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Metropolitan Diary

October 14, 2009 Leave a comment Go to comments

2001

I love the NYT Metropolitan Diary column, which appears on Mondays in the New York Region section. (This puts it in the back pages of the first section of the national edition, a page or two before the editorials.) This is the feature in which people write in with cute little tales of something that happened on the bus, or in the train station, or wherever. Dog stories, kid stories, tourist stories, overheard cell phone conversation stories. Heartwarming stories all, the sort that make you glad to be human. (Except when the writer has to end the story with the worst of all phrases, “Only in New York.” Sigh. I mean really. That’s so beside the point. And anyway, let us be the judges. And by the way, if you’ve never lived outside New York, how would you even know? What kinds of lives do you think the rest of us live? And I’m a New Yorker, mind you, but I have no patience for that chauvinism.)

But let me not get distracted. Here’s what I was going to say. Every so often, when I get to the end of a diary entry, there’s a surprise in store. It’s written by someone famous. Or at least someone well known in his or her field, whose name I happen to recognize. Someone who, despite fame, has taken the trouble to send in his or her own cute little story. I love them.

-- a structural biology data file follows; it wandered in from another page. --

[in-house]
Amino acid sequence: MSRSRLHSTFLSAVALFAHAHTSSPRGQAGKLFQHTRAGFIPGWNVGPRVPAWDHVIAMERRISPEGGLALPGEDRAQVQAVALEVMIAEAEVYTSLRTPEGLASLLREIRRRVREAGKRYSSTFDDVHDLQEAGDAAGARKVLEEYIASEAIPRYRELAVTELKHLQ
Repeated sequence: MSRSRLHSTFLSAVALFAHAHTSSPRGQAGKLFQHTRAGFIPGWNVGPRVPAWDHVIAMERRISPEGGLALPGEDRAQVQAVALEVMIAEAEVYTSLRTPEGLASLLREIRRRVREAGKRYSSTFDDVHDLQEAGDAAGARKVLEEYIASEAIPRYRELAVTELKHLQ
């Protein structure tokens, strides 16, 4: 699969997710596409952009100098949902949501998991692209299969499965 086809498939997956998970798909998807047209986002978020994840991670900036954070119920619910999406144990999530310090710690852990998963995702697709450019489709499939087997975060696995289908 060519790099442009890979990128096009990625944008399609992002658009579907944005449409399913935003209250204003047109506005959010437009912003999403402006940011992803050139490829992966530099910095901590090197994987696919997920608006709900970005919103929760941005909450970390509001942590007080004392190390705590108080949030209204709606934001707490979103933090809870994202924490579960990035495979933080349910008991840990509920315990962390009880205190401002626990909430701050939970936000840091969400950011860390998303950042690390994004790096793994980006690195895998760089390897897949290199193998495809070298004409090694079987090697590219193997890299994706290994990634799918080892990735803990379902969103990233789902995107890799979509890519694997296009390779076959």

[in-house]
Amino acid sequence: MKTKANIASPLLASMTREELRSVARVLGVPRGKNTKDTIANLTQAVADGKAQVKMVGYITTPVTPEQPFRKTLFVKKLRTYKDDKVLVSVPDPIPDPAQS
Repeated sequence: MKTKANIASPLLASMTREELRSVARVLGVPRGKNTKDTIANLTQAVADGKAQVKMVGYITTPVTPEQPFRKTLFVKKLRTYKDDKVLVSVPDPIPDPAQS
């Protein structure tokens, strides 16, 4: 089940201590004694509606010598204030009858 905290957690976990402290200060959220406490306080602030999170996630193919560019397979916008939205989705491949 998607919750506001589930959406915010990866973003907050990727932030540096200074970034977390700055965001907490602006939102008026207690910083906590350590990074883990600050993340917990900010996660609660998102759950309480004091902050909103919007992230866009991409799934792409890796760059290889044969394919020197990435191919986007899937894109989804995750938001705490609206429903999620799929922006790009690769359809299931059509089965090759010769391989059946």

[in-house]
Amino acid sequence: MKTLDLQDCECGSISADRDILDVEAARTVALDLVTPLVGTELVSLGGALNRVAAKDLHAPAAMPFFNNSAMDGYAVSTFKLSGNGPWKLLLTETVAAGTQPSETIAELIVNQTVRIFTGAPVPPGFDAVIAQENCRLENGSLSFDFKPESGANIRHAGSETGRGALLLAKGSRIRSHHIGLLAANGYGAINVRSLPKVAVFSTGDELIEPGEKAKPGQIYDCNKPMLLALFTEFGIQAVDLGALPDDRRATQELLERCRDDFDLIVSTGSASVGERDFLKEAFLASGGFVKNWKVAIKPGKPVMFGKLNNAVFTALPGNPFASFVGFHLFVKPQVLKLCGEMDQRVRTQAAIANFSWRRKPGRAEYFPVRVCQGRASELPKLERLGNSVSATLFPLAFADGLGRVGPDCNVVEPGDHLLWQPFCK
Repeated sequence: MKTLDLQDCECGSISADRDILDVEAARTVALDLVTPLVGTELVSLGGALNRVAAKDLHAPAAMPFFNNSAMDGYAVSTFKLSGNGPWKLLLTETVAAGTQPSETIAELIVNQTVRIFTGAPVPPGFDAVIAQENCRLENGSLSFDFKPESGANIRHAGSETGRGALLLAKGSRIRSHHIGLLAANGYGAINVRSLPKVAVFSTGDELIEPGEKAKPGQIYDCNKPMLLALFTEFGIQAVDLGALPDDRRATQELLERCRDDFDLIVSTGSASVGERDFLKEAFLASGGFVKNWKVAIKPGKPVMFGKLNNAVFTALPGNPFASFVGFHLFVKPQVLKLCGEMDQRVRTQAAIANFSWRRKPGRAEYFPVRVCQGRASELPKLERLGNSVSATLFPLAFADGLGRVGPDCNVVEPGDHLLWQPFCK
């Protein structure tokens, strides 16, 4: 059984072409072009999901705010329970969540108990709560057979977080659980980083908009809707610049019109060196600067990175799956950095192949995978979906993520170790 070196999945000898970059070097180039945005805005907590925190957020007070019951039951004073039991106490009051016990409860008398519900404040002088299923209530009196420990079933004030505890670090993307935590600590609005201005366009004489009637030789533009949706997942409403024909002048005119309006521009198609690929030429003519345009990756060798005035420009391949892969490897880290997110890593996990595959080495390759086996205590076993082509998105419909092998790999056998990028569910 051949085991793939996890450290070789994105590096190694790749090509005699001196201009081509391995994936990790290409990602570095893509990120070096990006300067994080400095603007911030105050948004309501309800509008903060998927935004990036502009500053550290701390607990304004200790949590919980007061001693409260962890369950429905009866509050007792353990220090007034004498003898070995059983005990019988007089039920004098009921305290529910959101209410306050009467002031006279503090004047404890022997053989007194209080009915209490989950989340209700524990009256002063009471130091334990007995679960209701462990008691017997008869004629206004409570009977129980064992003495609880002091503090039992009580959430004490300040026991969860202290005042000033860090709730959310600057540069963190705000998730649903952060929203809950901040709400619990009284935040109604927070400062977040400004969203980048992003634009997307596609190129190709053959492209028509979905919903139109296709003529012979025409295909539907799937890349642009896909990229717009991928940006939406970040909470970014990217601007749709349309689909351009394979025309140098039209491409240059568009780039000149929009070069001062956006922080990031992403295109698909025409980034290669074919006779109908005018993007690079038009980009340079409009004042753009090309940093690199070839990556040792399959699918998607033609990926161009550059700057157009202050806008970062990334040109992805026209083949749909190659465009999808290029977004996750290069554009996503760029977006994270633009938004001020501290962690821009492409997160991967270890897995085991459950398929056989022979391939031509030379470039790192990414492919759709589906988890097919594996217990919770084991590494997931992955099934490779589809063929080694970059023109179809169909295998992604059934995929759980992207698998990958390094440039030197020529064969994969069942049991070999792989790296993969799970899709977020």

Take this week for instance. As I often do, I looked online for the diary just after 9:00 Sunday night. No waiting to bring in the paper in the morning. So there I was, reading this week’s diary, which has five entries, and when I got to the end of the fourth one, the author’s name leapt out at me. Keir Dullea! Is that cool or what?

You don’t know Keir Dullea? Well, okay, so maybe you have to be a certain age, or a film buff. A film buff I’m not, but I am that certain age, and though I was never too excited about 2001: A Space Odyssey, I did see it during its initial release in the theaters in 1968, and I’ve watched bits of it on TV. The scene I always think of first is the one on the spaceship as HAL (the computer) and Bowman (the astronaut played by Dullea) go at it. No doubt Dullea wishes he were known for more than that one role, but it’s that role that makes his name instantly recognizable to so many of us. And now, thanks to his contribution to Metropolitan Diary, I know a little more about him.

Categories: Movies, Newspapers
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